3.4.7         Workforce impact - The past eleven months have still seen officers and staff stretched to the limits. Our frontline workforce is out on the streets at the height of this pandemic and they have exemplified the best traditions of British policing in their engagement with the public and encouragement of widespread compliance with rules and restrictions that were unprecedented in peace time. Nevertheless, policing the Covid-19 restrictions has placed additional strain on the police workforce with increased officer and staff overtime and rest day working. It has been important to balance this against officer welfare and resilience considerations.

3.4.8         The 4 E’s approach - The approach of Engage, Explain, Encourage and Enforce has generally been an effective method for policing the COVID-19 restrictions. There has been a focus on the first 3 E’s with police officers engaging, explaining, and encouraging people to do the right thing before taking enforcement action.

3.5   Also, our Equality, Diversity and Human Rights portfolio has noted that all the meetings previously held physically with the Home Office have transitioned to meeting online more or less seamlessly. Furthermore, with regard to the Home Secretary specifically, EDHR Lead, Hardyal Dhindsa (PCC for Derbyshire) and EDHR Deputy Lead, John Campion (PCC for West Mercia) have written to the Government calling on them to be more proactive in providing reassurance messaging to communities vulnerable to hate crime, including hate crimes related to COVID-19. In light of this, it would be recommended that the Home Secretary and the Policing Minister should be more proactive in this regard.

3.6   Finally, our perception is that Local Resilience Forums (LRFs) have generally performed well in co-ordinating the emergency service response to COVID-19. Neither PCCs nor their offices are statutory members of LRFs, and an APCC ‘Call for Evidence’ in April 2020 (with 29 PCCs/OPCCs responding) found significant variation in local approaches to PCC and/or OPCC involvement. Most PCCs reported that, even where not represented, they were linking into their LRFs, either directly or through their offices. It is important to ensure and develop PCC involvement in LRFs, given their critical role in the response to COVID-19 (e.g. as chairs of LCJBs and commissioners of victims and other services). While many PCCs/OPCCs are satisfied with the way LRFs are working locally, others have found it more challenging to engage with and secure representation on their LRF and a majority of respondents to our Call for Evidence favour a review of the law and/or guidance on LRFs to address the role of PCCs/OPCCs.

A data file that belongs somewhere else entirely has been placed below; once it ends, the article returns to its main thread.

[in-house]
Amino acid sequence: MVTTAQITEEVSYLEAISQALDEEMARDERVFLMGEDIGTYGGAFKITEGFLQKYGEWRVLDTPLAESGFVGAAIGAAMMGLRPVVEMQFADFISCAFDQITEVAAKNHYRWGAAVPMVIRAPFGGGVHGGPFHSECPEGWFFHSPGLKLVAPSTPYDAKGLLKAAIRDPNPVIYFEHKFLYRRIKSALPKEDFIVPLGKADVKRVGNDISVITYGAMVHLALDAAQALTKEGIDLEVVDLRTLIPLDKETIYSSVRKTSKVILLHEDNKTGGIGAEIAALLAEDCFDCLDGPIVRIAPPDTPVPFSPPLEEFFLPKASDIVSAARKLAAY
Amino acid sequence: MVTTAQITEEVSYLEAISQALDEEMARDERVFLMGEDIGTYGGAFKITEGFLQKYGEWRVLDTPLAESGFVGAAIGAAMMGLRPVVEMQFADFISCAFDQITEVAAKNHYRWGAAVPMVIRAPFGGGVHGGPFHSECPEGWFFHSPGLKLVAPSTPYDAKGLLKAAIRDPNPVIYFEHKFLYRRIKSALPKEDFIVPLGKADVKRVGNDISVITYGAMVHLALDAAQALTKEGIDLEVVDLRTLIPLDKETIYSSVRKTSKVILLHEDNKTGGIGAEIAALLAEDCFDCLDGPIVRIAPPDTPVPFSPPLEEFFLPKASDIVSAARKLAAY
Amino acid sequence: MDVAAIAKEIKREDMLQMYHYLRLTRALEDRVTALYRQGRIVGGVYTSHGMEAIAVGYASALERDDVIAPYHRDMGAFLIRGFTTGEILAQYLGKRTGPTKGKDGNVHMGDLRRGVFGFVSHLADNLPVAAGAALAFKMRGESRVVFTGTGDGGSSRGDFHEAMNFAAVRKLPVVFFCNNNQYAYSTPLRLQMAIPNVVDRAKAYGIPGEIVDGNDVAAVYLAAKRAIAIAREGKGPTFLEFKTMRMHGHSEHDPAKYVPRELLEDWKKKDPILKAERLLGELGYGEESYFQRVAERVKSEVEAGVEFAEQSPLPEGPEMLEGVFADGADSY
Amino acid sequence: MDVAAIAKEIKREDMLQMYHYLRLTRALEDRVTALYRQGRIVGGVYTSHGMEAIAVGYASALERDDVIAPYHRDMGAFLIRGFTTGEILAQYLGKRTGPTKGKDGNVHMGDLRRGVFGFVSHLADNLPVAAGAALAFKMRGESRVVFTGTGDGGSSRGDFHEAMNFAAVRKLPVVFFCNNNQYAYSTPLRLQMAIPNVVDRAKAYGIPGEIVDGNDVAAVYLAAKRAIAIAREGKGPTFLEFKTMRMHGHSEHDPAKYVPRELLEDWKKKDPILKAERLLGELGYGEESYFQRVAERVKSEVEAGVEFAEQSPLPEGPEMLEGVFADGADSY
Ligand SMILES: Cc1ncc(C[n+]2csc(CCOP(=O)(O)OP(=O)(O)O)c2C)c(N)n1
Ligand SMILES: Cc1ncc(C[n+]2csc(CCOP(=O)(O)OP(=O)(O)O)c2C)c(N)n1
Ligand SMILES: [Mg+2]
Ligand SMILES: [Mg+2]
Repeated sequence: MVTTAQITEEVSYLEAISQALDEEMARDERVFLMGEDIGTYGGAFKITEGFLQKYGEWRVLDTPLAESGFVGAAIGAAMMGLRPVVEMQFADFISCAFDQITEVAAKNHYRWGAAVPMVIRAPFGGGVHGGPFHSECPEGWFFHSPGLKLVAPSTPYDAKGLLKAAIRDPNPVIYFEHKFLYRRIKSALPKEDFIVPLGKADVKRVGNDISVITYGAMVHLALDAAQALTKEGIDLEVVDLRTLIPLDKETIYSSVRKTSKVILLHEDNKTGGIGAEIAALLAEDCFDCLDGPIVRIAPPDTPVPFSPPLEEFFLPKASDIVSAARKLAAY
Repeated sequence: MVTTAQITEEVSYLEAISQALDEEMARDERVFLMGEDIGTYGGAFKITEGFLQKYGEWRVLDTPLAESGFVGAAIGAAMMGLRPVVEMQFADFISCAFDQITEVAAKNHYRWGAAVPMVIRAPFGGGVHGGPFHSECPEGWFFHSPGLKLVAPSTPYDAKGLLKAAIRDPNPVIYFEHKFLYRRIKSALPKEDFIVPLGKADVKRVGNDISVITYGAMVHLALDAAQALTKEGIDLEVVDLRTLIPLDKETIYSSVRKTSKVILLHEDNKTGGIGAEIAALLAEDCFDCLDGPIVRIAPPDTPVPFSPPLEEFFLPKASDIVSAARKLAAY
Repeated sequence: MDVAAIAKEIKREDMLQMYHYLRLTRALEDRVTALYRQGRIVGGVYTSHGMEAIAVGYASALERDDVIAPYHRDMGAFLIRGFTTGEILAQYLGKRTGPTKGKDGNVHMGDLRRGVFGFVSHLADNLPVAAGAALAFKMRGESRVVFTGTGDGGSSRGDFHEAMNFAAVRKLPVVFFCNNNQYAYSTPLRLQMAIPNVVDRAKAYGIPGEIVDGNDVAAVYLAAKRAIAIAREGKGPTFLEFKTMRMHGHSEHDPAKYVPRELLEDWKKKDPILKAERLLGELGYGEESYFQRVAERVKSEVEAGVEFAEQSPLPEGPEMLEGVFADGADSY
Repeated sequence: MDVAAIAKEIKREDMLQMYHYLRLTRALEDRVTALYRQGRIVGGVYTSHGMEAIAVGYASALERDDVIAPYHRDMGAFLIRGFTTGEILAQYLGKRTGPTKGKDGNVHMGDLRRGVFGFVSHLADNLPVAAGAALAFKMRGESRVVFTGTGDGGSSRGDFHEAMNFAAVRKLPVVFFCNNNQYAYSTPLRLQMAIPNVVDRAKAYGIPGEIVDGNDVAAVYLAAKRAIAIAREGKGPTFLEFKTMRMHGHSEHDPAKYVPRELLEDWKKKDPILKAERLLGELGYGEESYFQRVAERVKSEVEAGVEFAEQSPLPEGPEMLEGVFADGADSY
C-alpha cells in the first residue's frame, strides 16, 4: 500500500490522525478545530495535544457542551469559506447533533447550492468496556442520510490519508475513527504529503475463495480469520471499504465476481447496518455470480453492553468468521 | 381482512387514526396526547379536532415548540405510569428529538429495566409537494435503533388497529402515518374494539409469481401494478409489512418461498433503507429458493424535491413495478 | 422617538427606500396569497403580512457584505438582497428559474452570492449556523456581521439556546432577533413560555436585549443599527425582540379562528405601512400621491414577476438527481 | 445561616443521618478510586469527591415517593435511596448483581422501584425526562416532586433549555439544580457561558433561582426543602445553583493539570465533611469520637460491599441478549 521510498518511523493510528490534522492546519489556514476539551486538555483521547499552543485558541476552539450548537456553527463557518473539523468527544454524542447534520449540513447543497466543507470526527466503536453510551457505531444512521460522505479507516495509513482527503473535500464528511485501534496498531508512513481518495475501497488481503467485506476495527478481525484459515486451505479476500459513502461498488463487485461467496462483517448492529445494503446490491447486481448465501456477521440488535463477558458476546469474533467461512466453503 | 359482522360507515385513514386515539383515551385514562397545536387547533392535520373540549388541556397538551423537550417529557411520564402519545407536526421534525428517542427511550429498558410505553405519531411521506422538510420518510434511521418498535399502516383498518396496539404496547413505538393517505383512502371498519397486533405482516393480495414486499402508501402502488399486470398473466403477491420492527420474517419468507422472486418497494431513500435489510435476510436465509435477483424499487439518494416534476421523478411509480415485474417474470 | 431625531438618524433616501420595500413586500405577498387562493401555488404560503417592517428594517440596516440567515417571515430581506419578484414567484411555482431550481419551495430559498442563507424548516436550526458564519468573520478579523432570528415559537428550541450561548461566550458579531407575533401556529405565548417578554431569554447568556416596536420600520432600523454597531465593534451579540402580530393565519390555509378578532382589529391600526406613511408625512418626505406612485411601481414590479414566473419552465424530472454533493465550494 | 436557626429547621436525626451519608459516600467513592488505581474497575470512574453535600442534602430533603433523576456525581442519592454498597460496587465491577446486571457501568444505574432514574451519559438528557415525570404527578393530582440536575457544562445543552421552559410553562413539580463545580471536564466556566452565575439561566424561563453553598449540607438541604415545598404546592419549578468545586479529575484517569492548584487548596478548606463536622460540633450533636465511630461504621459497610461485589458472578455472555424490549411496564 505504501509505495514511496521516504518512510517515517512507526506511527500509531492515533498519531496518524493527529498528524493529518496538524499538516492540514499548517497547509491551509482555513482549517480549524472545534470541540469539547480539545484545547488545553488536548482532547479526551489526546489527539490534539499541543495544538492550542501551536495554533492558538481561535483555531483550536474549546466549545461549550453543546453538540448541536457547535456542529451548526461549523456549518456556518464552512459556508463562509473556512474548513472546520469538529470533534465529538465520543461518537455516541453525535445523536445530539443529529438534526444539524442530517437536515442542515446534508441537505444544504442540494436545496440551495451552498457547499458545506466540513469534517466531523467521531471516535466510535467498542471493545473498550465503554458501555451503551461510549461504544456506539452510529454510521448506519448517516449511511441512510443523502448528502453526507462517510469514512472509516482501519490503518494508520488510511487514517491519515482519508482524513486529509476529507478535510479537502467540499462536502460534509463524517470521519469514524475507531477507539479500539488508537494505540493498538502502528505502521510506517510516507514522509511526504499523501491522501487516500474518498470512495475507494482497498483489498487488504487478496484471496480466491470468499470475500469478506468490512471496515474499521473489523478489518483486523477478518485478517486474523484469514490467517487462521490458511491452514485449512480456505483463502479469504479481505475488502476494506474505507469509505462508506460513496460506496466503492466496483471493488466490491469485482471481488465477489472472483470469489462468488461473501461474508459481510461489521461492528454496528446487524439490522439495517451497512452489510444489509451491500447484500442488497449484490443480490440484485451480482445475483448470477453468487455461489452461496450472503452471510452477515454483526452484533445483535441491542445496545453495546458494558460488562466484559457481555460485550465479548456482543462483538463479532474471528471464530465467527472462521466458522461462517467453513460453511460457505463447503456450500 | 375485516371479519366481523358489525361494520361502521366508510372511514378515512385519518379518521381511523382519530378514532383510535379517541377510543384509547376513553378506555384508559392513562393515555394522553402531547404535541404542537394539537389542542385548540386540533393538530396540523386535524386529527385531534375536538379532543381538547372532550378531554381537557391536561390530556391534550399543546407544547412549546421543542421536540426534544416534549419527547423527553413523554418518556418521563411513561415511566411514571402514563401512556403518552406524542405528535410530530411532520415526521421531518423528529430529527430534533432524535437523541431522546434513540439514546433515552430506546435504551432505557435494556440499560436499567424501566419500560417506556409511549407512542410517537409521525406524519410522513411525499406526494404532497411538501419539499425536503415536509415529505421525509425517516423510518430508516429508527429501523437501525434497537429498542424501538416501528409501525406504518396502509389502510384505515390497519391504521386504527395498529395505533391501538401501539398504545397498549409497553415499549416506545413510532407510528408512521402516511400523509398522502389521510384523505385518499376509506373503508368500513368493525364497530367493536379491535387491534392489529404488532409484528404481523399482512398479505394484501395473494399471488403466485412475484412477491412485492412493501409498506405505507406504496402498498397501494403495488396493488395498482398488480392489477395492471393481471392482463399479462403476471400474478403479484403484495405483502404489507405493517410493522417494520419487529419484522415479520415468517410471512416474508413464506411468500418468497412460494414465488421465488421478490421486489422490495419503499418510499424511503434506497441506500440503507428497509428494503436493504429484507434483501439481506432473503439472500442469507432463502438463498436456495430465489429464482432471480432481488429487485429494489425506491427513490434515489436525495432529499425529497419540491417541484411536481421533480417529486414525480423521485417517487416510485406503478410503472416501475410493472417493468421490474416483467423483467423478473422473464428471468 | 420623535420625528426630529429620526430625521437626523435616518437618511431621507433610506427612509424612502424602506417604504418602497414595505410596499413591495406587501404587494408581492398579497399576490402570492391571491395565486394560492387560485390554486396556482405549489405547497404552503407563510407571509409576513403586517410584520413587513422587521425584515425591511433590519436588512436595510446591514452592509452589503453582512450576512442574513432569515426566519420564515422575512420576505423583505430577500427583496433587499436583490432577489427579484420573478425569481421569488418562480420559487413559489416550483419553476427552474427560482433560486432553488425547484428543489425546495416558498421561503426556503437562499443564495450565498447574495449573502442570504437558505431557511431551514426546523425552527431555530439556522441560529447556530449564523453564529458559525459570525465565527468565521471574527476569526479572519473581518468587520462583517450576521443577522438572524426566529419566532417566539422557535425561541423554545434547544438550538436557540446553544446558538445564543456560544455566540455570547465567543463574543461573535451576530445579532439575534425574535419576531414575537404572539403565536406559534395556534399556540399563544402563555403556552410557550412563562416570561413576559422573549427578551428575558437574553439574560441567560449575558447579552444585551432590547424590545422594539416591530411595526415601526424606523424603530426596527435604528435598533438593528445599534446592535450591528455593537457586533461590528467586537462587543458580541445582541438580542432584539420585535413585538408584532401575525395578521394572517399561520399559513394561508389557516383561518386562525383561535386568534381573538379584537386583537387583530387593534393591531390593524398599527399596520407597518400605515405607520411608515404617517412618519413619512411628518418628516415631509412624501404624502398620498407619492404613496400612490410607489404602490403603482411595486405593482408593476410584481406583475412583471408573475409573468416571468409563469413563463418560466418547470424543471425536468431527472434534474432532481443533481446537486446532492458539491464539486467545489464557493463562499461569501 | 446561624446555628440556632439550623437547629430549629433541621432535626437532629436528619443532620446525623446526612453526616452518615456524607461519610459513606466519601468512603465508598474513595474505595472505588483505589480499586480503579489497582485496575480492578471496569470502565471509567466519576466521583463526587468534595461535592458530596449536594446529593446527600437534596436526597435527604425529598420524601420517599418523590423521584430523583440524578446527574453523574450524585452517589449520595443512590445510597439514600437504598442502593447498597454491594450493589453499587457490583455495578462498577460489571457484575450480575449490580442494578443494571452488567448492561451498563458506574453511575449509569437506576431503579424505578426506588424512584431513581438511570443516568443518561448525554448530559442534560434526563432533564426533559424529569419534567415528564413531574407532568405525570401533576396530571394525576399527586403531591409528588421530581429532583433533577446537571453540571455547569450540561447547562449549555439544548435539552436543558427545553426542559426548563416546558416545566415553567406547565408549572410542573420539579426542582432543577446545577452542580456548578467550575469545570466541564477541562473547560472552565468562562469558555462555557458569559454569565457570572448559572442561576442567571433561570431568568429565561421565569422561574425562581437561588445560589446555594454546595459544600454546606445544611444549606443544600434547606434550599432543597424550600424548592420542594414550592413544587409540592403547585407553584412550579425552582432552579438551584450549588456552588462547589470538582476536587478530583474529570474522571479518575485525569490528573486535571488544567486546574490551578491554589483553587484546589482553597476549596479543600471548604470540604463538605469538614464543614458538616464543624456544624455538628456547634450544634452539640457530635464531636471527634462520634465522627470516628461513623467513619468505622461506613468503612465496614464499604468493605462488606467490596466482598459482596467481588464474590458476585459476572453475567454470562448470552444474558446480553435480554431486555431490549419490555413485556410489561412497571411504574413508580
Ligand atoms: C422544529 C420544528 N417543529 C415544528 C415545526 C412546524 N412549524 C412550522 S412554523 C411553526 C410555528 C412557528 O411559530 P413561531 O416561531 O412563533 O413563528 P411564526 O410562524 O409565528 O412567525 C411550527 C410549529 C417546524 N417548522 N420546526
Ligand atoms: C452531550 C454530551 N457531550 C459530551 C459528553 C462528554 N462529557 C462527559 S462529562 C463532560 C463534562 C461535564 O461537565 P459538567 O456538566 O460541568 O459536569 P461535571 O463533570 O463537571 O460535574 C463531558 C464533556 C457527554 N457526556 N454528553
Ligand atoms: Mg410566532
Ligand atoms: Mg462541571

1. Home Office’s ongoing response to the pandemic - Domestic abuse and child abuse


4.1   It is important to note that whilst the Government lead on domestic abuse is with the Home Office, they do not provide funding for PCCs to support victims - the Ministry of Justice do. The Home Office fund national helplines.

4.2   PCCs welcome the Government’s focus and prioritisation around domestic abuse and that this was identified early on during the pandemic. While PCCs fund local support services, national helplines are also a vital part of the support landscapes for survivors and victims or domestic abuse; the additional funding the Home Office has given to the national helplines and the national comms campaign #YouAreNotAlone is also welcomed.

4.3   Most recently we have seen the “Ask for ANI” codeword scheme from the Home Office that has provided a discreet way for victims of domestic abuse to signal that they need emergency help from the safety of their local pharmacy. PCC are supportive of this scheme however would stress that it is vital that this is linked in with local support services for victims of Domestic Abuse as well as the national helplines and the police.

4.4   The focus, messaging and the accompanying resources from Government during COVID-19 to support victims needs to be maintained once the pandemic is over – as this is an issue that has been highlighted by the pandemic but not caused by it.

4.5   Funding support for victims needs to be sustained and baselined through the next SR process. The evidence to support this ask and on demand on support services for victims and the need for additional and sustainable investment in them comes from a number of sources:

4.5.1         Firstly, feed-back from the sector and other stakeholders (including the APCC) into MOJ’s Victims & Witness Silver Command which has been stood up during the pandemic.

4.5.2         Secondly, during the pandemic MOJ have set up processes to enable them to capture much more regular and granular data and evidence in respect of demand for and pressure on support services.

4.5.3         This is both in the form of data form national helplines and providers (such as Refuge) but also regular data that PCC offices provide to MOJ. Indeed, it was this evidence that helped make the case for the additional COVID-19 emergency funding that was made available, the additional £40m secure in the Spending Review for 2021-22 and we believe will make the case for on-going additional and more sustainable investment to support victims.


  1. Home Office’s ongoing response to the pandemic - online harms


5.1   Online harms - The opportunity for online harm has only increased during COVID as more and more activities have been pushed online by lockdown restrictions.

5.2   Fraud - Engagement has been good with the Fraud Policy Unit, as well as with the research unit that covers economic crime. There is recognition that fraud has increased during the COVID-19 period and work has been underway to try and respond. This momentum has been welcomed by PCCs and is being used to drive forwards the response to fraud, including potentially setting up a PCC-led national fraud forum.


  1. Home Office’s ongoing response to the pandemic - Immigration and visas


6.1   The APCC can report good engagement with the IE Operational Planning, Engagement & Delivery Command. They have shared with us their engagement plan and will be attending the next SOC Specialist Capabilities Portfolio Group on 4 February.



February 2021